Creating a home like that doesn’t need to be expensive or complicated. You don’t need to hire an interior designer either. There are many simple things you can do to transform your home into a calm and tranquil space. Here are just a few ideas to get you started.

Create an organised, welcoming entry to your home

A calming, relaxed atmosphere should start the moment you enter your home. A cluttered, chaotic entry area is not just unwelcoming but will also cause feelings of disarray and restlessness throughout your home. Think about what you would like to see as you step in the door. Probably not toys strewn across the floor, so look at what storage solutions would work in the space. A pretty stand to hold umbrellas and hooks or a cupboard that has a place for everyone’s coats and jackets is a good starting point. You could also add a small table or shelf where you can put keys and the day’s post.

Declutter as much as possible

Clutter enhances feelings of stress, anxiety and makes it hard to think clearly. The fewer items of clutter in your way, the calmer you will inevitably feel. When there is clutter, we are also more likely to lose things that we do need. Spending time hunting for something can make us late and leave us feeling tired and stressed. Keeping items in the right place helps you feel calm and aids getting you out of the door on time. Decluttering, however, is never a one-off task. To keep on top of everything coming into our home, you should try to declutter as often as possible, tidying away what you wish to keep. Investing in more storage and making sure the whole family knows where things should go will also make a big difference.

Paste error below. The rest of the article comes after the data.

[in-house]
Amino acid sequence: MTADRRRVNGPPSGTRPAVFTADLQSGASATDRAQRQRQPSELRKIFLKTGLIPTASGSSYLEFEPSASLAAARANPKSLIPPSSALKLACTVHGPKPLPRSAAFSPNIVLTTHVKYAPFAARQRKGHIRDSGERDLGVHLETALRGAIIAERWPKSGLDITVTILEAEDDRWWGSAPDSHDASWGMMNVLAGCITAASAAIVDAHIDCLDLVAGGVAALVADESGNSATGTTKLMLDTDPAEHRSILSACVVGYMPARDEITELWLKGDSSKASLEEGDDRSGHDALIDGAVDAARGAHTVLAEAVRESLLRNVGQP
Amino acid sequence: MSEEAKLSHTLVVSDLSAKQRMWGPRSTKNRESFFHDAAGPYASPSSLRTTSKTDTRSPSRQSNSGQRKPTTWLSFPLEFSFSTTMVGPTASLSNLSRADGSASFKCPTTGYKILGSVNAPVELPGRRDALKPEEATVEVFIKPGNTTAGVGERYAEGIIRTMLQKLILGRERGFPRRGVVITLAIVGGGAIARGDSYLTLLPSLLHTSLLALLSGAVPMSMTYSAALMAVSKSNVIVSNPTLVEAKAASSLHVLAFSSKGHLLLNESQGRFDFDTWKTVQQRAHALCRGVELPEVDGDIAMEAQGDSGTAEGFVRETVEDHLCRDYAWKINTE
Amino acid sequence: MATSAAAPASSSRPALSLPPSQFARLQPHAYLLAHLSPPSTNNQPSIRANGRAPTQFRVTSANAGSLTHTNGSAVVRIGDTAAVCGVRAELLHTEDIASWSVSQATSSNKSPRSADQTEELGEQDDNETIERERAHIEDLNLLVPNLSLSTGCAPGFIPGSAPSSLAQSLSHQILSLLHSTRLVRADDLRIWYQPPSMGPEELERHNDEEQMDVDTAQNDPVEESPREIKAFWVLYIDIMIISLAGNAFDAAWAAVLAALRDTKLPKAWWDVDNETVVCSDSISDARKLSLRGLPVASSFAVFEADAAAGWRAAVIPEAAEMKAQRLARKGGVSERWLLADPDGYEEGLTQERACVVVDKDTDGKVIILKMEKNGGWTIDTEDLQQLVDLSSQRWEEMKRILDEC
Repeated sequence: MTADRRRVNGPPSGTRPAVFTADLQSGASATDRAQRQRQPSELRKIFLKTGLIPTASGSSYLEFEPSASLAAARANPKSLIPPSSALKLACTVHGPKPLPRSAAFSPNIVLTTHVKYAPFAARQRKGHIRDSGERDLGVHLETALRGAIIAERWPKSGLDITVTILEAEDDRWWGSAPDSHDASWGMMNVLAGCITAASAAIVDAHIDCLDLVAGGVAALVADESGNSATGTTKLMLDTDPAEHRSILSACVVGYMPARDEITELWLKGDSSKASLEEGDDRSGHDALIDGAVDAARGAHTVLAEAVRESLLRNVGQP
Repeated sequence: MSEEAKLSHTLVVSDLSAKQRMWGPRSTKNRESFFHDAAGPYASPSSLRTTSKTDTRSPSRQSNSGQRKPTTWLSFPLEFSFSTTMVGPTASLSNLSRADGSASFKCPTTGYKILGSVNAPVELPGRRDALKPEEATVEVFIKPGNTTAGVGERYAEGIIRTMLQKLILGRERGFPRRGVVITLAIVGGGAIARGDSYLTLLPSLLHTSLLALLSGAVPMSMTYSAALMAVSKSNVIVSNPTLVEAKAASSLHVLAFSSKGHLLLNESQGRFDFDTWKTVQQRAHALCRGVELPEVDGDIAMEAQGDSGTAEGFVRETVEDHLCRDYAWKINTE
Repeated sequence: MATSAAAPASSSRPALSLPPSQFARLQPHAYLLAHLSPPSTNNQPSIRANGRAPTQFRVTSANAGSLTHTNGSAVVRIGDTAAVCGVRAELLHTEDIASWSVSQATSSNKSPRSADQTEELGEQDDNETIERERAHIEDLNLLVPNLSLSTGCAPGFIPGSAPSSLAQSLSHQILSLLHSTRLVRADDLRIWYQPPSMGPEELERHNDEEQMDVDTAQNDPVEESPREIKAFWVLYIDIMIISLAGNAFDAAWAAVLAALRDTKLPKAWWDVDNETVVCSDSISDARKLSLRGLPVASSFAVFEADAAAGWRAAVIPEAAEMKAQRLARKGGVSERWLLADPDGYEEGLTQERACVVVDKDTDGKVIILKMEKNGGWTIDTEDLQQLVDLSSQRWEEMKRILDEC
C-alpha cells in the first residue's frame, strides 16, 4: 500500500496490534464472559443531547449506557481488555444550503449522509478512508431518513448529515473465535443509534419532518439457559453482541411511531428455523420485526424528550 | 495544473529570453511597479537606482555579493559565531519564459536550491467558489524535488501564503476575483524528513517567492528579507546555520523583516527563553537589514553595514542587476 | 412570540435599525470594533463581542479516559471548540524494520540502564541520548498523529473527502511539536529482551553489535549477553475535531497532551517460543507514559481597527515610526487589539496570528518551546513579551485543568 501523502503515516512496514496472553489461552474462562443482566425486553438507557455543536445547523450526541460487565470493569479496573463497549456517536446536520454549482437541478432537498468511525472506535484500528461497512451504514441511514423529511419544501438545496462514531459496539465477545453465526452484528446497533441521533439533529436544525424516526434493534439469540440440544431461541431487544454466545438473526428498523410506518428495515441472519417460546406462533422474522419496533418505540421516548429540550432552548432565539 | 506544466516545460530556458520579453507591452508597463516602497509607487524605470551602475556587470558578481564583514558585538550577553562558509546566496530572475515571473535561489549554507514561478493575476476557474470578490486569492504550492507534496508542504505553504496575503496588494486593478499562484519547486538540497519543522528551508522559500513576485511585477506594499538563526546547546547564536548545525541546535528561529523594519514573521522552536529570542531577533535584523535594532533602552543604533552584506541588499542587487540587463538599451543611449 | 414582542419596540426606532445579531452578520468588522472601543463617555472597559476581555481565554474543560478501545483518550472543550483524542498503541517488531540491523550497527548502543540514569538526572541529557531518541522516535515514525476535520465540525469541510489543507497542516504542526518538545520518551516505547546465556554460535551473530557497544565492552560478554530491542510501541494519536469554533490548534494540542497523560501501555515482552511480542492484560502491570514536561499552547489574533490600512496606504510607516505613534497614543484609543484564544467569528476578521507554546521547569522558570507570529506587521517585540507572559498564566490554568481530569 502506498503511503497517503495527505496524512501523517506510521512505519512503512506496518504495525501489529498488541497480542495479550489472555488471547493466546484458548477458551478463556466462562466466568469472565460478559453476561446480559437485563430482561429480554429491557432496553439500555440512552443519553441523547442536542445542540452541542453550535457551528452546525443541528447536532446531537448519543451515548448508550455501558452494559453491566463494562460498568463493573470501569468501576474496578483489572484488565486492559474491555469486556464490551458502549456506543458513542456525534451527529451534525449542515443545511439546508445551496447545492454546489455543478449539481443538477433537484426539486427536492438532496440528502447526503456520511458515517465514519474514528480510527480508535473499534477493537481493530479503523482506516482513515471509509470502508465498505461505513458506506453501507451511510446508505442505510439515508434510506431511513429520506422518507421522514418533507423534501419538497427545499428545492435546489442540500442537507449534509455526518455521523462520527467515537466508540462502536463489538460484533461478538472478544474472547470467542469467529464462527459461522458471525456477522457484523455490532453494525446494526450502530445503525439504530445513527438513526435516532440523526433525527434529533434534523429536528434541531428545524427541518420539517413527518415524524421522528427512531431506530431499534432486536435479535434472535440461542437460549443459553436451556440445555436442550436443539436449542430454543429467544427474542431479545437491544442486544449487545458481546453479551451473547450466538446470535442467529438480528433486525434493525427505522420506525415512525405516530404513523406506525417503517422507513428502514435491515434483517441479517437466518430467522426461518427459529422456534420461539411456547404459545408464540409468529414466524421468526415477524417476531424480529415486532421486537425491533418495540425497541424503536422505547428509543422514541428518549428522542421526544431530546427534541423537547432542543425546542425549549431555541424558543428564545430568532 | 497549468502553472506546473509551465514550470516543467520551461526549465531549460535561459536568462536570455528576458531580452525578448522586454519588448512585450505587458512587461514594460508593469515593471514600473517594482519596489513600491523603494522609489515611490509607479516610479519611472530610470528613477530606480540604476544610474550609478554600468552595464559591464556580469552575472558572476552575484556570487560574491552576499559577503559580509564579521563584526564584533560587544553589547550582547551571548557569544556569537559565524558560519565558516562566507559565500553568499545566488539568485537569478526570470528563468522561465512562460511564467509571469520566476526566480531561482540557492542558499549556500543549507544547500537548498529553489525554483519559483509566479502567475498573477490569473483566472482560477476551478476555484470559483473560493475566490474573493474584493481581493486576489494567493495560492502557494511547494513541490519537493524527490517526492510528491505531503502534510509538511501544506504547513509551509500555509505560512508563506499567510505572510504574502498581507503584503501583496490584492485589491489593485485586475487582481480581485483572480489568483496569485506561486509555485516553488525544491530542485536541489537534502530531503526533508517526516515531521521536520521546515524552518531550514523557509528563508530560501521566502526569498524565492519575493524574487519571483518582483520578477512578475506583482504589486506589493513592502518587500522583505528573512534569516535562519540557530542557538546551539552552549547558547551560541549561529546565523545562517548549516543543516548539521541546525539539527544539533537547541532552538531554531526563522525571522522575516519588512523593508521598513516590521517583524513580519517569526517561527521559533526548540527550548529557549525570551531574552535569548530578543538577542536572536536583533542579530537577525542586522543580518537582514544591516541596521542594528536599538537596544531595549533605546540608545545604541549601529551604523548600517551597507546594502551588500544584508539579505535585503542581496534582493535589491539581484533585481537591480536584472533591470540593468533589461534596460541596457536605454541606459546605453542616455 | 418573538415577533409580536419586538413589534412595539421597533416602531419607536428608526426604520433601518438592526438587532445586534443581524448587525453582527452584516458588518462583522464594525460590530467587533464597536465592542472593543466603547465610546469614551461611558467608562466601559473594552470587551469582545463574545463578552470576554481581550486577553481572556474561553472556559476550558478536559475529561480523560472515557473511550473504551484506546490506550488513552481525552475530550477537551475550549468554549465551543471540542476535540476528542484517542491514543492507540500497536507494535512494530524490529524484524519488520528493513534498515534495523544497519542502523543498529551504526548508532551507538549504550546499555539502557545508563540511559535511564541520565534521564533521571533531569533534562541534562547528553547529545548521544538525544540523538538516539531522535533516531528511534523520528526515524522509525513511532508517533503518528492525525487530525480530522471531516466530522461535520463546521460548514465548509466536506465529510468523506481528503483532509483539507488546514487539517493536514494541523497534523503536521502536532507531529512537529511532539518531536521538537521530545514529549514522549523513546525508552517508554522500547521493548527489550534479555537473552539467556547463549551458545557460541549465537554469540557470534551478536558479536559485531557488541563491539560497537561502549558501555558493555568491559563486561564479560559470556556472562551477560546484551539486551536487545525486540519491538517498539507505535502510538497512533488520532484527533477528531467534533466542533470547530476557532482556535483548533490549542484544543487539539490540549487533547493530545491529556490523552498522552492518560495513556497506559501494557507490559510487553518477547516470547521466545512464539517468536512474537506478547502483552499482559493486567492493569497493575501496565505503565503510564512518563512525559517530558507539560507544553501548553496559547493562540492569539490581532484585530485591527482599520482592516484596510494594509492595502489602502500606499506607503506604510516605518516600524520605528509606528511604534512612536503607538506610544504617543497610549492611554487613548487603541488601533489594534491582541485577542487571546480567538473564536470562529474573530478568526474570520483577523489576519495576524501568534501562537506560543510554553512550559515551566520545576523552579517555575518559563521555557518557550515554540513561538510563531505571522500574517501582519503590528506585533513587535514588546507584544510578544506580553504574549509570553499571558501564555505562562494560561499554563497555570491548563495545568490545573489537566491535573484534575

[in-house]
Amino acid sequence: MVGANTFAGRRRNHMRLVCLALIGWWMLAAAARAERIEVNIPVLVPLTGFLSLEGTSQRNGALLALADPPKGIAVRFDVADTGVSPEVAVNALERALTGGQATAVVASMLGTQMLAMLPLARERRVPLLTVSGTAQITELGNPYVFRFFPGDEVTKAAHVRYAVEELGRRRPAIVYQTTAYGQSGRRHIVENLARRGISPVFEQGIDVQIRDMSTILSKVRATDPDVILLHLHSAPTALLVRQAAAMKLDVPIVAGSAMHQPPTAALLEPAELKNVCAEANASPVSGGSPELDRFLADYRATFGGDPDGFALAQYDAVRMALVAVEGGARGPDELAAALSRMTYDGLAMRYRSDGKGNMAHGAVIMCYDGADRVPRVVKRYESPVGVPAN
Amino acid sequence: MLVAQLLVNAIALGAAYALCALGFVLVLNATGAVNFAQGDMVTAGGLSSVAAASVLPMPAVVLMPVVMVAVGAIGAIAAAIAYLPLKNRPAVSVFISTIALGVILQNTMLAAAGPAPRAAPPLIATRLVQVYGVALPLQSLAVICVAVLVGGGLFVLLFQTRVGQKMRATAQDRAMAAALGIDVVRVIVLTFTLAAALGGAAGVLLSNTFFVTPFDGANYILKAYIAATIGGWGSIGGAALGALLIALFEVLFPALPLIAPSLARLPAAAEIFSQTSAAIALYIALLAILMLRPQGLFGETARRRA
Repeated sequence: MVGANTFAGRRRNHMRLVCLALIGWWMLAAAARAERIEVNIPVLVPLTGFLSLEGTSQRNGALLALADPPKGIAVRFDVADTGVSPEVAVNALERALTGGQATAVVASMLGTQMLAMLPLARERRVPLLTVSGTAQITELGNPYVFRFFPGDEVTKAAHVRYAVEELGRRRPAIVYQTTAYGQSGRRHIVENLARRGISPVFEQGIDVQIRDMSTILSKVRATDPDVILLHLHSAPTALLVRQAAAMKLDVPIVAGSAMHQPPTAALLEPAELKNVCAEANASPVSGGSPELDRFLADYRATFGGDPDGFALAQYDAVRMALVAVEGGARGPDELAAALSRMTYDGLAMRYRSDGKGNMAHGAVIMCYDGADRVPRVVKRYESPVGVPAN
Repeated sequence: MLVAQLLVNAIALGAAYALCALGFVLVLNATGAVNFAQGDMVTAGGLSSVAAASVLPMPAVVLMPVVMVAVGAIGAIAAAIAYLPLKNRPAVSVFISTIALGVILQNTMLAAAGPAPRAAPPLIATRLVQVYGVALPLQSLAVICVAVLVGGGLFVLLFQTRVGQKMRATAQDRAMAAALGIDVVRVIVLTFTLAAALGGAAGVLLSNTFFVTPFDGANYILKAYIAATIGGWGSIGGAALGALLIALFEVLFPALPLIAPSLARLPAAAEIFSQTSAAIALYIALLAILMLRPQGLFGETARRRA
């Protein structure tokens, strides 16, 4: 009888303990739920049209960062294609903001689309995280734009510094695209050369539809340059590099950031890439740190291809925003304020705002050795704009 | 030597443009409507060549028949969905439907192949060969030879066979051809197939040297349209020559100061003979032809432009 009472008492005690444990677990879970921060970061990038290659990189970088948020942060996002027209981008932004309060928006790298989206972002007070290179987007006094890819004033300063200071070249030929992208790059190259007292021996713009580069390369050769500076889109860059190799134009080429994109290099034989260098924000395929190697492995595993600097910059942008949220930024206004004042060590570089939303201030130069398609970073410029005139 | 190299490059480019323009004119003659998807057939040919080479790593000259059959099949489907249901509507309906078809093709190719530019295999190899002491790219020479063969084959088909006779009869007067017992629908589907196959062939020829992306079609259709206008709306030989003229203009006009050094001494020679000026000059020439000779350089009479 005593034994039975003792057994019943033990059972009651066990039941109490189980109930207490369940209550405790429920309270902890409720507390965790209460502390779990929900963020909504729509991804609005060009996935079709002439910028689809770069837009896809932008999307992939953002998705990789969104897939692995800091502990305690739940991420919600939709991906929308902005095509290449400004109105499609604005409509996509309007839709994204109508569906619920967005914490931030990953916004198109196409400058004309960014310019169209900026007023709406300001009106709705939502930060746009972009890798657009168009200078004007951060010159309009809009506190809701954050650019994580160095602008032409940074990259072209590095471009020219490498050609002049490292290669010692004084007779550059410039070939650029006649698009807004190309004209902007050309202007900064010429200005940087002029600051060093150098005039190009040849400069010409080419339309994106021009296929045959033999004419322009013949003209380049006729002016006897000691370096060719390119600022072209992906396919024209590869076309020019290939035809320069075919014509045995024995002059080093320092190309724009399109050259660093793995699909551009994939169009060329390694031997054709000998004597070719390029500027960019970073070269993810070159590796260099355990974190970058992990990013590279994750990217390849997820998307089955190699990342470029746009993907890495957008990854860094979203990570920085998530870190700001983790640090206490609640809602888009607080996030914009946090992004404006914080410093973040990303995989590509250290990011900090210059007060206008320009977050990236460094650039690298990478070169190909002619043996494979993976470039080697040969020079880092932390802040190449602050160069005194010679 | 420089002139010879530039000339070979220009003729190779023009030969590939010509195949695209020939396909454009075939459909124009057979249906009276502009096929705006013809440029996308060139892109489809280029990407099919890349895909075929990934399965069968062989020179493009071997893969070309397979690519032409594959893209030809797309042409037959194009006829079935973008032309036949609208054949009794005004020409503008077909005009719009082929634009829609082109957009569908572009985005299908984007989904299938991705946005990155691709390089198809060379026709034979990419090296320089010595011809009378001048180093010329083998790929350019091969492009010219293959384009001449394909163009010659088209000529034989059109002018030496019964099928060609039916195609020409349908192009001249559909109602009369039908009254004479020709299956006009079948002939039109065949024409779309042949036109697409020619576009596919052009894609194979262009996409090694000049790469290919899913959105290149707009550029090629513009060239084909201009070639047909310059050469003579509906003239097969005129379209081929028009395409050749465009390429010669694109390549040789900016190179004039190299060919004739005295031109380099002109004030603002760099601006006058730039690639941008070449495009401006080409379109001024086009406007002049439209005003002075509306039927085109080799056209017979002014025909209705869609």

Choosing calming colours

Colour has a huge impact on us in a physical, emotional and psychological way. Colour can affect our mood and even our level of energy, so think about how certain colours make you feel. When it comes to choosing colours and patterns, the less-is-more approach works best for creating a calming and relaxing space. Too many bright colours, or lots of different patterns in a room, can draw the eyes all over the place. That makes a living space feel busy and hard to relax in. An all-white room, or using light-toned neutrals such as taupe, off-white or cream, creates a relaxing and tranquil environment. To bring interest into the space, add texture with furnishings in gold, faded yellows or pale tan colours.

Create space for a calmer mind